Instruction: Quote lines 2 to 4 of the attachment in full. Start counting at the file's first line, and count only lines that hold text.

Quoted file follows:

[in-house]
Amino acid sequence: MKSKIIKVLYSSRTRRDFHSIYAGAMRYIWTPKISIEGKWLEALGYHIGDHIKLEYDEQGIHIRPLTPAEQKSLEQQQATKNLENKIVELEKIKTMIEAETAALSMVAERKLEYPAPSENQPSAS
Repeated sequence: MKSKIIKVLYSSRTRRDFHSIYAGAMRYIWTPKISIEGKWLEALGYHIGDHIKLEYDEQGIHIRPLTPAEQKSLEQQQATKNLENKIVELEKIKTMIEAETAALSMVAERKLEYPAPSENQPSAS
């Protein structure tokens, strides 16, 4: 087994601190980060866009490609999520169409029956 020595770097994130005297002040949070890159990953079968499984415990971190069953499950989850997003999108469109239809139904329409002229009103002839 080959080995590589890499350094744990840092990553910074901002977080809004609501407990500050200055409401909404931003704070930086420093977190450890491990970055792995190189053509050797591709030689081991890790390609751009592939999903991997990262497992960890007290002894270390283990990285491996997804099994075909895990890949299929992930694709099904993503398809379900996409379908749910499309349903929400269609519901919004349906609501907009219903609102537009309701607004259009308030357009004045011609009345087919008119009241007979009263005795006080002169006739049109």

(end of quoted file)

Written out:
Amino acid sequence: MKSKIIKVLYSSRTRRDFHSIYAGAMRYIWTPKISIEGKWLEALGYHIGDHIKLEYDEQGIHIRPLTPAEQKSLEQQQATKNLENKIVELEKIKTMIEAETAALSMVAERKLEYPAPSENQPSAS
Repeated sequence: MKSKIIKVLYSSRTRRDFHSIYAGAMRYIWTPKISIEGKWLEALGYHIGDHIKLEYDEQGIHIRPLTPAEQKSLEQQQATKNLENKIVELEKIKTMIEAETAALSMVAERKLEYPAPSENQPSAS
């Protein structure tokens, strides 16, 4: 087994601190980060866009490609999520169409029956 020595770097994130005297002040949070890159990953079968499984415990971190069953499950989850997003999108469109239809139904329409002229009103002839 080959080995590589890499350094744990840092990553910074901002977080809004609501407990500050200055409401909404931003704070930086420093977190450890491990970055792995190189053509050797591709030689081991890790390609751009592939999903991997990262497992960890007290002894270390283990990285491996997804099994075909895990890949299929992930694709099904993503398809379900996409379908749910499309349903929400269609519901919004349906609501907009219903609102537009309701607004259009308030357009004045011609009345087919008119009241007979009263005795006080002169006739049109």